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Transcranial Magnetic Stimulation and Chronic Pain: Current Status


Pridmore, S and Oberoi, G and Marcolin, M and George, M, Transcranial Magnetic Stimulation and Chronic Pain: Current Status, Australasian Psychiatry , 13, (3) pp. 258-265. ISSN 1039-8562 (2005) [Refereed Article]

DOI: doi:10.1111/j.1440-1665.2005.02197.x


Objective: To examine evidence suggesting a potential role for transcranial magnetic stimulation (TMS) in the treatment of chronic pain. Conclusion: Chronic pain is characterized by brain changes that can reasonably be presumed to be associated with hyperalgesia, as occurs with neuropathic changes in the periphery. TMS has the ability to induce plastic changes in the cortex at the site of stimulation and at connected sites, including the spinal cord. It also has the ability to influence the experience of experimental/acute pain. In studies of TMS in chronic pain, there is some evidence that temporary relief can be achieved in a proportion of sufferers. Chronic pain is common. Current treatments are often ineffective and complicated by side-effects. Work to this point is encouraging, but systematic assessment of stimulation parameters is necessary if TMS is to achieve a role in the treatment of chronic pain. Maintenance TMS is currently provided in relapsing major depression and may be a useful model in chronic pain management.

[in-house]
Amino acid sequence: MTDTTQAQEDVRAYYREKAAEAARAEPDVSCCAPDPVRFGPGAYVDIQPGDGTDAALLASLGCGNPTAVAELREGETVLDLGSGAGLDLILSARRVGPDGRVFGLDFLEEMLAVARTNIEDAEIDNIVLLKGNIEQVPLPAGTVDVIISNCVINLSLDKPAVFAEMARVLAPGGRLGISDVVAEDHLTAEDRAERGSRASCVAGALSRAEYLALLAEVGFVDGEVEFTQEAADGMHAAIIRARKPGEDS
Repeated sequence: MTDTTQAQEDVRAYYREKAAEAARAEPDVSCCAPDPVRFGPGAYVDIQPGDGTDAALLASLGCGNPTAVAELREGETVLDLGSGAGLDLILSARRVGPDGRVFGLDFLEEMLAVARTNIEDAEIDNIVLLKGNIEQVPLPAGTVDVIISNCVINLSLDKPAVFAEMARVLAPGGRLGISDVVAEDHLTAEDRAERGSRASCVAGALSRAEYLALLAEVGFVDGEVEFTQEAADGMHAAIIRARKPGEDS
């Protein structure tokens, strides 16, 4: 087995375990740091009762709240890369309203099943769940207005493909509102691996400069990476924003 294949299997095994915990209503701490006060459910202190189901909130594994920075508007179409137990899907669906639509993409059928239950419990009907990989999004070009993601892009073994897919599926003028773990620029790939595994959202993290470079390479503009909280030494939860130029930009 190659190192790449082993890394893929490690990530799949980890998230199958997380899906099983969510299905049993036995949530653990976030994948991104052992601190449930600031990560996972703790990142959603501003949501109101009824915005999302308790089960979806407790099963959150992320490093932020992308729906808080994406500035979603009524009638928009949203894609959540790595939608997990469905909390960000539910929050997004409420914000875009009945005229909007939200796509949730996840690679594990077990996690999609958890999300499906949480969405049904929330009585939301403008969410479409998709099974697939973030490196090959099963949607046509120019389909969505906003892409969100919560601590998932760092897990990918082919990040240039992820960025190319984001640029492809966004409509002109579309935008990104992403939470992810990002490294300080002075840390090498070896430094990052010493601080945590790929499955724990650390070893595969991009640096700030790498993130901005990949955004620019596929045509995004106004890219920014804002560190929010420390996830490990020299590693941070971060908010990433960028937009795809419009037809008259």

Item Details

Item Type:Refereed Article
Research Division:Health Sciences
Research Group:Health services and systems
Research Field:Mental health services
Objective Division:Health
Objective Group:Public health (excl. specific population health)
Objective Field:Behaviour and health
UTAS Author:Pridmore, S (Professor Saxby Pridmore)
ID Code:37884
Year Published:2005
Deposited By:Psychiatry
Deposited On:2005-08-01
Last Modified:2011-09-27

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